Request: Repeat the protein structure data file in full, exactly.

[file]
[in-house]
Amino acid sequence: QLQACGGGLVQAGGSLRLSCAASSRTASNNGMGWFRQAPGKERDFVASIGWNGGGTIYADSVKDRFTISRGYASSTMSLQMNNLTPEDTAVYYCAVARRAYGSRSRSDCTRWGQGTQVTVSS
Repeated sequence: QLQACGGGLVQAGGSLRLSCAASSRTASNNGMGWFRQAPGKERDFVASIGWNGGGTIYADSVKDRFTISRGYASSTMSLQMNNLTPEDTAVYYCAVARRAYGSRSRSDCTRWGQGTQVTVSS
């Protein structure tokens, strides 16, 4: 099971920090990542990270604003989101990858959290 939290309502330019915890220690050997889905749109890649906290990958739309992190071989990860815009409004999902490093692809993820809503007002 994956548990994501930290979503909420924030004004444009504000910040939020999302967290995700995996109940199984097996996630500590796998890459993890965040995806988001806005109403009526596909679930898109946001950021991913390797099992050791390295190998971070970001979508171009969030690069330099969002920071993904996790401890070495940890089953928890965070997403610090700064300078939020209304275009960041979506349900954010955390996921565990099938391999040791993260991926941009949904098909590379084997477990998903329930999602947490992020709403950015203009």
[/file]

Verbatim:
[in-house]
Amino acid sequence: QLQACGGGLVQAGGSLRLSCAASSRTASNNGMGWFRQAPGKERDFVASIGWNGGGTIYADSVKDRFTISRGYASSTMSLQMNNLTPEDTAVYYCAVARRAYGSRSRSDCTRWGQGTQVTVSS
Repeated sequence: QLQACGGGLVQAGGSLRLSCAASSRTASNNGMGWFRQAPGKERDFVASIGWNGGGTIYADSVKDRFTISRGYASSTMSLQMNNLTPEDTAVYYCAVARRAYGSRSRSDCTRWGQGTQVTVSS
């Protein structure tokens, strides 16, 4: 099971920090990542990270604003989101990858959290 939290309502330019915890220690050997889905749109890649906290990958739309992190071989990860815009409004999902490093692809993820809503007002 994956548990994501930290979503909420924030004004444009504000910040939020999302967290995700995996109940199984097996996630500590796998890459993890965040995806988001806005109403009526596909679930898109946001950021991913390797099992050791390295190998971070970001979508171009969030690069330099969002920071993904996790401890070495940890089953928890965070997403610090700064300078939020209304275009960041979506349900954010955390996921565990099938391999040791993260991926941009949904098909590379084997477990998903329930999602947490992020709403950015203009």